Zurich (Zoo'rik; Ger. Zurich, pron. nearly Tsee'rihh), a northern Swiss canton, drained by the Rhine, and traversed from NW. to SE. by lofty hills, between which lie the three valleys of the Toss, Glatt, and Limmat. The last drains the beautiful Lake of Zurich, which, lying 1341 feet above sea-level, is 25 miles long and 2 1/2 miles broad at the widest. Area, 666 sq. m.; pop., German-speaking and Protestant, (1870) 284,786; (1900) 430,336.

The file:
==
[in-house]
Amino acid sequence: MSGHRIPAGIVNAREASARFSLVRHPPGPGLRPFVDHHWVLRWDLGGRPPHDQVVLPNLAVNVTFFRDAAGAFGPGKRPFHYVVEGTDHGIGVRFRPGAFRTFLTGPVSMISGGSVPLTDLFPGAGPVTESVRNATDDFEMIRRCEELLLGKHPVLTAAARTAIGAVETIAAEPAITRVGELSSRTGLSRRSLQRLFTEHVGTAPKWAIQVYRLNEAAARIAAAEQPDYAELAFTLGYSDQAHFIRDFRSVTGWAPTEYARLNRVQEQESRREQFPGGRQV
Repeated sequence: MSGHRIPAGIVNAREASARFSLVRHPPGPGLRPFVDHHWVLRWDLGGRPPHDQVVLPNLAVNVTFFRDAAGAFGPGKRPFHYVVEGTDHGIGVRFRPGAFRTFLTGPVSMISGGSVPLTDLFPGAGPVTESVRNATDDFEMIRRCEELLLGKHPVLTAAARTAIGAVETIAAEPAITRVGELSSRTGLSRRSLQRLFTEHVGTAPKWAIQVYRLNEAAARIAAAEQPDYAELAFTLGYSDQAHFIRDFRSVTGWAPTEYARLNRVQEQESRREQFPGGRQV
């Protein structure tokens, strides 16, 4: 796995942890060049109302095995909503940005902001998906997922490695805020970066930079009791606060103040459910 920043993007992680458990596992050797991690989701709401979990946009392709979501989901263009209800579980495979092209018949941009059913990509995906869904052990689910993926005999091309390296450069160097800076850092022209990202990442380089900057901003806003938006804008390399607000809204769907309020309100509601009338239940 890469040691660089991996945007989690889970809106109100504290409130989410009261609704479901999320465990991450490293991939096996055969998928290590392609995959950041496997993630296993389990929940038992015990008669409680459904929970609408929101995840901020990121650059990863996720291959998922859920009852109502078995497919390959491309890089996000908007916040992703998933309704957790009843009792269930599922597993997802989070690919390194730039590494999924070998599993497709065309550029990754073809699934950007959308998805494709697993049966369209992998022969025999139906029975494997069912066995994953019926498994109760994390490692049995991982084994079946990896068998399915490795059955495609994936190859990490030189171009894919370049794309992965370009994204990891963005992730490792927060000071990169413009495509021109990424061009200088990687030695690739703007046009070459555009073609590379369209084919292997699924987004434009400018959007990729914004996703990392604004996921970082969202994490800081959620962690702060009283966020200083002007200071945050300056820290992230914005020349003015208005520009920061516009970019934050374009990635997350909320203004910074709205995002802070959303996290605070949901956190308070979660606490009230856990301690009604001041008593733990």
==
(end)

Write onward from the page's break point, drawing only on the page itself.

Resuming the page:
Zurich, the capital, 41 miles by rail NNE. of Lucerne and 43 NW. of Glarus, is situated at the point where the Limmat issues from the Lake of Zurich. It is one of the most prosperous manufacturing and commercial towns of Switzerland, yet with narrow streets and lofty houses in its older quarters. Of the Romanesque cathedral, erected in the 11th and 13th centuries, Zwingli was pastor, as Lavater was of the Peterskirche. The university, founded in 1832, has nearly 100 teachers and more than 900 students; the famous Polytechnic has 1500 students, and has served as model for many such institutions; and one may also notice the town-hall (1699), the botanic gardens, the six bridges, and the town library with over 100,000 volumes and 3000 MSS. Fuseli was a native. Pop. (1870) 56,695; (1901) 152,942.